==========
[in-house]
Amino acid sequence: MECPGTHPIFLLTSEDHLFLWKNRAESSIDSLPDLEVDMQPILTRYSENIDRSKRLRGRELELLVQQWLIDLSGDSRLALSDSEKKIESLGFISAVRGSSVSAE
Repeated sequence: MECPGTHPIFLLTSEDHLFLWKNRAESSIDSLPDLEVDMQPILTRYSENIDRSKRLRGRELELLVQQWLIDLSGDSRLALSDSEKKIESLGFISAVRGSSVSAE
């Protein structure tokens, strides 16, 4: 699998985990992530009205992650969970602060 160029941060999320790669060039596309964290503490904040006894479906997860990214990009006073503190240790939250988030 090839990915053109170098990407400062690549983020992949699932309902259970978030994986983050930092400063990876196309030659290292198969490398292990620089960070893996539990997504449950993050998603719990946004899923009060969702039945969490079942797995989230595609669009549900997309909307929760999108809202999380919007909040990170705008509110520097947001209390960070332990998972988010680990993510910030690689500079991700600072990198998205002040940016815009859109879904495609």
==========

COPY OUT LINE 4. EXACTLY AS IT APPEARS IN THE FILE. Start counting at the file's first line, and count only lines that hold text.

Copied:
């Protein structure tokens, strides 16, 4: 699998985990992530009205992650969970602060 160029941060999320790669060039596309964290503490904040006894479906997860990214990009006073503190240790939250988030 090839990915053109170098990407400062690549983020992949699932309902259970978030994986983050930092400063990876196309030659290292198969490398292990620089960070893996539990997504449950993050998603719990946004899923009060969702039945969490079942797995989230595609669009549900997309909307929760999108809202999380919007909040990170705008509110520097947001209390960070332990998972988010680990993510910030690689500079991700600072990198998205002040940016815009859109879904495609």